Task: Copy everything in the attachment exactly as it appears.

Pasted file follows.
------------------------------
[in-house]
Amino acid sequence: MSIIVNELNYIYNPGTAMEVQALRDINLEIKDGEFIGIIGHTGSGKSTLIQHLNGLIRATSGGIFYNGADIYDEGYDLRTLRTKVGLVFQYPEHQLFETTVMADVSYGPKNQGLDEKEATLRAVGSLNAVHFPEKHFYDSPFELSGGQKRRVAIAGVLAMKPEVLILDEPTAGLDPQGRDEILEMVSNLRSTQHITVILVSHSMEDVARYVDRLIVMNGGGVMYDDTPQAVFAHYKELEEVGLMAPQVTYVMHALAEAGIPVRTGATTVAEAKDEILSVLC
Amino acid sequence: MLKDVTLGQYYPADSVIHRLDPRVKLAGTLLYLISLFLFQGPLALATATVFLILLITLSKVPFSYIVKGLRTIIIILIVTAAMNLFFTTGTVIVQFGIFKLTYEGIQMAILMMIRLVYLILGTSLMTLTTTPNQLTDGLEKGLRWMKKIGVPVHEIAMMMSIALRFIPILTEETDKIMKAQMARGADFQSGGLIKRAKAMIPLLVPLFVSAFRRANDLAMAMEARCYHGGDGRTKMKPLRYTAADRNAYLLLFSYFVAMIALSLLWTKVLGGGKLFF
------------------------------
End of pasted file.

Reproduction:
[in-house]
Amino acid sequence: MSIIVNELNYIYNPGTAMEVQALRDINLEIKDGEFIGIIGHTGSGKSTLIQHLNGLIRATSGGIFYNGADIYDEGYDLRTLRTKVGLVFQYPEHQLFETTVMADVSYGPKNQGLDEKEATLRAVGSLNAVHFPEKHFYDSPFELSGGQKRRVAIAGVLAMKPEVLILDEPTAGLDPQGRDEILEMVSNLRSTQHITVILVSHSMEDVARYVDRLIVMNGGGVMYDDTPQAVFAHYKELEEVGLMAPQVTYVMHALAEAGIPVRTGATTVAEAKDEILSVLC
Amino acid sequence: MLKDVTLGQYYPADSVIHRLDPRVKLAGTLLYLISLFLFQGPLALATATVFLILLITLSKVPFSYIVKGLRTIIIILIVTAAMNLFFTTGTVIVQFGIFKLTYEGIQMAILMMIRLVYLILGTSLMTLTTTPNQLTDGLEKGLRWMKKIGVPVHEIAMMMSIALRFIPILTEETDKIMKAQMARGADFQSGGLIKRAKAMIPLLVPLFVSAFRRANDLAMAMEARCYHGGDGRTKMKPLRYTAADRNAYLLLFSYFVAMIALSLLWTKVLGGGKLFF